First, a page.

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Author Topic: Power car Sir Kenneth Grange springs a leak - 10 Jun 18  (Read 852 times)
bobm
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« on: June 10, 2018, 10:32:43 pm »

Celebrity power car 43002 Sir Kenneth Grange ran into difficulties on tonight's 19:57 London Paddington to Plymouth service.

The train arrived at Swindon with a liberal coating of diesel down the entire length of the coaches after a leak had developed on the leading power car.   As well as obscuring the view out of the windows there was also a strong smell of fuel on the platform and aboard the train.

The train was already 25 minutes late waiting for crew at Paddington and after another 25 minutes of talking to maintenance the service was cancelled and passengers put on the following service to Exeter which made a special call.

Pictures for the record, but not that easy to see the real extent of the spillage.





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broadgage
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« Reply #1 on: June 11, 2018, 12:07:12 pm »

Are we certain that it was diesel fuel that leaked ?
The fuel tank is of course underneath and I would therefore expect any escaping fuel to end up on the track, like the toilet waste.

Looks to me as though this might be lubricant rather than fuel? possibly emitted via the exhaust system, or into the engine room and then via the ventilation system.
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« Reply #2 on: June 11, 2018, 01:20:14 pm »

I know diesel fuel is neither especially volatile nor particularly flammable in its liquid state, but a combination of fuel and 25kV OHLE sounds potentially hazardous...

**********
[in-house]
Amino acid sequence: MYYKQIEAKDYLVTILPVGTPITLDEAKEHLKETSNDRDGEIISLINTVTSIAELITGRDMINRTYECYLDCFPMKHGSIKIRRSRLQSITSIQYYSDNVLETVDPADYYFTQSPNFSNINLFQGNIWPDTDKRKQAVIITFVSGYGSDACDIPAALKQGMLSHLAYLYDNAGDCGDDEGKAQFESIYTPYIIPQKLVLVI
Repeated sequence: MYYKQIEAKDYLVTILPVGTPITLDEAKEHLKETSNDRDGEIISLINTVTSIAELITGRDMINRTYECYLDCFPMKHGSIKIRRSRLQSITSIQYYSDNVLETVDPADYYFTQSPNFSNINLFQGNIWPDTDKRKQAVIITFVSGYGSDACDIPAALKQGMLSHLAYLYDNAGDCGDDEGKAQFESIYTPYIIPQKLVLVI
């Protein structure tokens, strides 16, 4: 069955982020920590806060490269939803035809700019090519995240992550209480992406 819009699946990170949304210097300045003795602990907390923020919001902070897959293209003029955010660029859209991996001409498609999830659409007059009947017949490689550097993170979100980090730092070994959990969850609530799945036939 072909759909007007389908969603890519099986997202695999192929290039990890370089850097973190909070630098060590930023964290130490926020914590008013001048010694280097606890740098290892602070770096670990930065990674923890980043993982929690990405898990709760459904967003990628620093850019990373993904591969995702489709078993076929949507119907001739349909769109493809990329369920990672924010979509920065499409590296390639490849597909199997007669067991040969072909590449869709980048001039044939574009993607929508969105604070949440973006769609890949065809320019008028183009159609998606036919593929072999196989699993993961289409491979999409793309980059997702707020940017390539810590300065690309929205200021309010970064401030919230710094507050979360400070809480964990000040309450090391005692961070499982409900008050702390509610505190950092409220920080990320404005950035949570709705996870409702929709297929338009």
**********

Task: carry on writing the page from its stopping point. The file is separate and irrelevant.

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« Reply #3 on: June 11, 2018, 01:22:08 pm »

Not lube oil as that would contain carbon and therefore would be black
It's diesel fuel as bob said from its colourless appearance,and viscosity that has allowed it to spread so far down the trains side .
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« Reply #4 on: June 11, 2018, 04:19:07 pm »

The fuel has to get from the tank up to the engine of course, so a split pipe/hose or ruptured connection would probably be the problem I guess? 
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« Reply #5 on: June 11, 2018, 04:36:35 pm »

I know diesel fuel is neither especially volatile nor particularly flammable in its liquid state, but a combination of fuel and 25kV OHLE sounds potentially hazardous...

I suspect not, since at "normal" temperatures diesel gives off very little vapour and that's what would ignite. The main things not to do with diesel are to spill it onto something hot, like an engine exhaust, or squirt it at high pressure through a little hole and so atomise it. No doubt there is an in-between case of something moderately hot (like electrical equipment of brakes) and sparks (which either could produce).
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« Reply #6 on: June 11, 2018, 05:15:10 pm »

I know diesel fuel is neither especially volatile nor particularly flammable in its liquid state, but a combination of fuel and 25kV OHLE sounds potentially hazardous...

I suspect not, since at "normal" temperatures diesel gives off very little vapour and that's what would ignite. The main things not to do with diesel are to spill it onto something hot, like an engine exhaust, or squirt it at high pressure through a little hole and so atomise it. No doubt there is an in-between case of something moderately hot (like electrical equipment of brakes) and sparks (which either could produce).

Train fire at Maidenhead 8th September 1995, this was caused by a ruptured diesel fuel tank and the diesel being atomised and the ignited.